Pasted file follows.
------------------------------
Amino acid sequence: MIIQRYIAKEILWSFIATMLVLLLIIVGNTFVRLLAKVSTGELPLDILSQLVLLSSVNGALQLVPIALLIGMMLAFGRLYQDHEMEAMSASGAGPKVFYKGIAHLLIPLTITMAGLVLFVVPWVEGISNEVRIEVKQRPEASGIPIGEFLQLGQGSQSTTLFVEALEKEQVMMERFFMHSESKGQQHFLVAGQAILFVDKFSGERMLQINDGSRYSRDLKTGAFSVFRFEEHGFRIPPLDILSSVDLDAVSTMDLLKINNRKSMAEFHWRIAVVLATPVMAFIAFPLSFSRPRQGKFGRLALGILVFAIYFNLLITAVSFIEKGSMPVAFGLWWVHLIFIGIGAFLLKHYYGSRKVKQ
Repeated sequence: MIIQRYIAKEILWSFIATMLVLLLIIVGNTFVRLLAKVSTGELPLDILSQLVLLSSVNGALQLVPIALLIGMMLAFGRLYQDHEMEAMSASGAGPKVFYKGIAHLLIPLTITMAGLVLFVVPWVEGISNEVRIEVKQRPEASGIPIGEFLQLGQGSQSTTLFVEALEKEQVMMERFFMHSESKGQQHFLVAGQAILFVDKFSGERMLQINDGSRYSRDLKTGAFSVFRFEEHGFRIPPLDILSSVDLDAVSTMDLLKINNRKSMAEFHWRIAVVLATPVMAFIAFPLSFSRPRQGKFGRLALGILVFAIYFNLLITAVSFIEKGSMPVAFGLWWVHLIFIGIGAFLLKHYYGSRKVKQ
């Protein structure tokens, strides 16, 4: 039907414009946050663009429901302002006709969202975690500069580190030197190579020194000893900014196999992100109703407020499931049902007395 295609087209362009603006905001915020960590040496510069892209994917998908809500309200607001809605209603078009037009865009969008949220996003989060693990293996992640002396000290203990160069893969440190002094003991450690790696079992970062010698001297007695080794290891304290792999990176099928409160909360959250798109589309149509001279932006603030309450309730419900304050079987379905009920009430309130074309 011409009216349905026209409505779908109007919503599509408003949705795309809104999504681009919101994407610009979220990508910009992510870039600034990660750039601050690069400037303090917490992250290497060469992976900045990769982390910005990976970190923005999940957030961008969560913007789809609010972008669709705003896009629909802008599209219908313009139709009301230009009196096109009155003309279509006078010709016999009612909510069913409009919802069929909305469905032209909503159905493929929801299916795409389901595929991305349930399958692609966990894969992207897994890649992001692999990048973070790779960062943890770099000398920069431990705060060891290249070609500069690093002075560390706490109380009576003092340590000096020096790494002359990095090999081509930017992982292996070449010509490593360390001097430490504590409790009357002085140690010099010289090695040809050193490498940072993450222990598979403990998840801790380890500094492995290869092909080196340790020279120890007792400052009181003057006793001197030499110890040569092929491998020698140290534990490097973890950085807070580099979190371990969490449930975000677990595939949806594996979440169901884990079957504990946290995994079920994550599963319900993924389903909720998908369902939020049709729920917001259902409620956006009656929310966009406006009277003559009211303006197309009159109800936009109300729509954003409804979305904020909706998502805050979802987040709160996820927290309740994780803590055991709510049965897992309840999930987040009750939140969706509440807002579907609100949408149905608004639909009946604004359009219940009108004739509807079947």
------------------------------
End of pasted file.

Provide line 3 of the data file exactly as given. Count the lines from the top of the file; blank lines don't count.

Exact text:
């Protein structure tokens, strides 16, 4: 039907414009946050663009429901302002006709969202975690500069580190030197190579020194000893900014196999992100109703407020499931049902007395 295609087209362009603006905001915020960590040496510069892209994917998908809500309200607001809605209603078009037009865009969008949220996003989060693990293996992640002396000290203990160069893969440190002094003991450690790696079992970062010698001297007695080794290891304290792999990176099928409160909360959250798109589309149509001279932006603030309450309730419900304050079987379905009920009430309130074309 011409009216349905026209409505779908109007919503599509408003949705795309809104999504681009919101994407610009979220990508910009992510870039600034990660750039601050690069400037303090917490992250290497060469992976900045990769982390910005990976970190923005999940957030961008969560913007789809609010972008669709705003896009629909802008599209219908313009139709009301230009009196096109009155003309279509006078010709016999009612909510069913409009919802069929909305469905032209909503159905493929929801299916795409389901595929991305349930399958692609966990894969992207897994890649992001692999990048973070790779960062943890770099000398920069431990705060060891290249070609500069690093002075560390706490109380009576003092340590000096020096790494002359990095090999081509930017992982292996070449010509490593360390001097430490504590409790009357002085140690010099010289090695040809050193490498940072993450222990598979403990998840801790380890500094492995290869092909080196340790020279120890007792400052009181003057006793001197030499110890040569092929491998020698140290534990490097973890950085807070580099979190371990969490449930975000677990595939949806594996979440169901884990079957504990946290995994079920994550599963319900993924389903909720998908369902939020049709729920917001259902409620956006009656929310966009406006009277003559009211303006197309009159109800936009109300729509954003409804979305904020909706998502805050979802987040709160996820927290309740994780803590055991709510049965897992309840999930987040009750939140969706509440807002579907609100949408149905608004639909009946604004359009219940009108004739509807079947």